Each of them was armed with a head heel. When they got to a village, they called the elder and asked for a konak from him, warning him that they did not want snotty grandmothers to walk them, but wanted young brides and pretty girls. The poor village representative did not dare to object, nor to fulfill their wish. He was told that they needed some fresh turkey, a few cans, a few chicken, honey, eggs to feed them, and he was obliged to obey their order as soon as possible, otherwise he would fall ill. If they go home, other orders are already being given there. The girls and the bride-to-be lay on the ages, at their request, their best rugs, to study their tsarulas, and the men, who had previously bred their horses, were forced to bring their tsarvulas around the house, during which time they inside at home they were utterly rude. After being fed food and stuffing their hungry stomachs, they became twice as scary, giving freedom to their Scottish passions. After eating, drinking, and after all the dirty deeds, a bargain began between the Turks and the elders of the village to pay a tooth tax (breathing hack) for losing their teeth to eating roasted chicken and buns. In this way, they robbed the village and left to make a place for them hungrier. Such iniquities and dirty deeds were done too often, but Bulgarians were powerless to preserve the honor of their families; they were powerless to preserve their lives and property. The weeping and moaning of the Bulgarians were great, but no one wanted to hear them. "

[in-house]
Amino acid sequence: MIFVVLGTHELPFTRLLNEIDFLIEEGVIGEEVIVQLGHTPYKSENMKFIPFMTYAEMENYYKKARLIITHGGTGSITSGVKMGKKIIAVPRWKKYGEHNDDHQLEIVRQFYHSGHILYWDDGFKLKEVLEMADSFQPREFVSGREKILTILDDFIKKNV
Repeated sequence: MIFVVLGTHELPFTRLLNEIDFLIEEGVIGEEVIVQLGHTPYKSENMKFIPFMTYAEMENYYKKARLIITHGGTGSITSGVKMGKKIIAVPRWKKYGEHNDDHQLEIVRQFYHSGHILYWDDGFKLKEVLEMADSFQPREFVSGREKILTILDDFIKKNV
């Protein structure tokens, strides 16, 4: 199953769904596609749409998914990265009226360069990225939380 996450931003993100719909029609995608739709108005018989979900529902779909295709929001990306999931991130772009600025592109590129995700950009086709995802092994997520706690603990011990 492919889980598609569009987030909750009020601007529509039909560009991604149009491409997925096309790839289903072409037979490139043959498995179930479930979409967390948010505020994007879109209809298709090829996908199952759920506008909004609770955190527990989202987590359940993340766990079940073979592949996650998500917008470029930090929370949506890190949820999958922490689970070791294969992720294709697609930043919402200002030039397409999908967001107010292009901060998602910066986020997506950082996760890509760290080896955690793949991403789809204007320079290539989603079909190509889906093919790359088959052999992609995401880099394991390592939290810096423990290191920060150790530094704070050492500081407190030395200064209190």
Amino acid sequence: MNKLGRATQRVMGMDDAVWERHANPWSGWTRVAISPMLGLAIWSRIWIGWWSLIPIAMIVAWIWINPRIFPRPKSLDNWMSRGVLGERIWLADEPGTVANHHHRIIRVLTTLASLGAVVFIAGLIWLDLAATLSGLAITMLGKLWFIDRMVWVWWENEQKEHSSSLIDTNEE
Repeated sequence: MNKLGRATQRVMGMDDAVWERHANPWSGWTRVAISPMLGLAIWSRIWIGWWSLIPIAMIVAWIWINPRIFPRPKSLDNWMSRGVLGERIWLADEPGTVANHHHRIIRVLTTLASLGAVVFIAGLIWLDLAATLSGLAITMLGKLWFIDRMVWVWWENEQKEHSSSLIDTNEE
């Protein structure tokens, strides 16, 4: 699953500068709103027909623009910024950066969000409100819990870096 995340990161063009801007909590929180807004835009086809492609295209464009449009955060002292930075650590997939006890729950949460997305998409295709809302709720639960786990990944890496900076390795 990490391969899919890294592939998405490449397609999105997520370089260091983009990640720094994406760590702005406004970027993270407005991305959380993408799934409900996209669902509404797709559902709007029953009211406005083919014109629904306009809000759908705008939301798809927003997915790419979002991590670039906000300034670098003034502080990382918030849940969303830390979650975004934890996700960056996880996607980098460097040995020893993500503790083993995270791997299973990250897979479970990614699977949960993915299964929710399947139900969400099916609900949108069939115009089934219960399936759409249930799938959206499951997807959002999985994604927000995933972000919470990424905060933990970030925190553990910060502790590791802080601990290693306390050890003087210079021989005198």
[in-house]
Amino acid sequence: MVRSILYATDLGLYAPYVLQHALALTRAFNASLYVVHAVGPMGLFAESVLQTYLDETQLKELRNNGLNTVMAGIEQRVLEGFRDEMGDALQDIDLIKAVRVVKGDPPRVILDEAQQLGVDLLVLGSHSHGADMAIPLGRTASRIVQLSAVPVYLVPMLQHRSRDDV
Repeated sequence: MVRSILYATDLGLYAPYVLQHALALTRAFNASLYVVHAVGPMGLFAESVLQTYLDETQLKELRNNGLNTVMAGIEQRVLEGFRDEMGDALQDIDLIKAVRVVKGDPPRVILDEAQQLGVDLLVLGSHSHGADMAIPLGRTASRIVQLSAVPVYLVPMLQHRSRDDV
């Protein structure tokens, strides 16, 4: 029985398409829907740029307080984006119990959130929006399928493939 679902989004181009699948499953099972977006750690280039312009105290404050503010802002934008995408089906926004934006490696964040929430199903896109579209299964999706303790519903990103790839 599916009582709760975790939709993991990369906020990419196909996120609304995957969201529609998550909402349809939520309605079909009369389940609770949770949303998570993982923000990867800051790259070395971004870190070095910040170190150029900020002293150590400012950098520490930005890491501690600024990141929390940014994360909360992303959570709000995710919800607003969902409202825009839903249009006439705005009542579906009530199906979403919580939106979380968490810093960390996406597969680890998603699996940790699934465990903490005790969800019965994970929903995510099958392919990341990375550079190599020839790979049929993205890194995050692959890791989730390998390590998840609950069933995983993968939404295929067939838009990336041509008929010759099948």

An attempt to put an end to these injustices and humiliations was made with the Belogradchik uprising. In fact, the uprising did not only extend to the town of Belogradchik, but also extended to the towns of Vidin and Lom. The coordination of the fighting took place at the Rakovishki Monastery, at a meeting of mayors (princes). It was decided to separate the rebels and attack Lom and Vidin at the same time.
People from nearby villages joined the rebels with enthusiasm. Ivan Kulin stands out as the valiant leader of the Vidin rebels. Near 1000 people first try to take over Lom. They are missing a firearm because the Serbian government refuses to provide them with pre-arranged assistance. But brave peasants, armed with hair and hoes, head for the city. Of course, mere enthusiasm is not enough. Capt. Krustyo, the leader, was killed and the rebels dispersed by the Turks.

They were again organized by Ivan Kulin for further battles. They headed for Belogradchik. Several thousand people began the siege of the city, but again lacked weapons. However, Bulgarians do not fall in spirit and do not surrender themselves to the modernly armed and professional Turkish troops. As Kiro Panov writes, "every peasant capable of carrying a weapon who stretched his two-meter-long stick" and strove for battle. For ten days Belogradchik was besieged by peasants from surrounding villages. Separately, an attempt to siege by 3 thousands of Bulgarian rebels from northwestern Bulgaria is also being made to Vidin, under the leadership of Petko Marinov. The Turks defeated the belligerent rebels of Vidin. Then they went to help the besieged in Belogradchik. The uprising was suppressed in a particularly violent and bloody way. K. Panov explains that the Turks committed the most atrocities against their victims.

Ultimately, this uprising achieved its goal. For the first time in the nineteenth century, Bulgarians, the century of Bulgarian freedom, showed that they could rise for battle en masse. For one common purpose, Freedom, they enter battle straight, without any fear of death. This general uplifting precedes the April Uprising but largely resembles it. Especially in the bloody self-violence of the vicious Turks. So in the 1876 year, when Botev, Borovan and the surrounding area came to sleep. But Northwestern Bulgaria paid its blood tax for freedom as early as 1850. It proudly earned its place within the confines of the free Bulgarian homeland.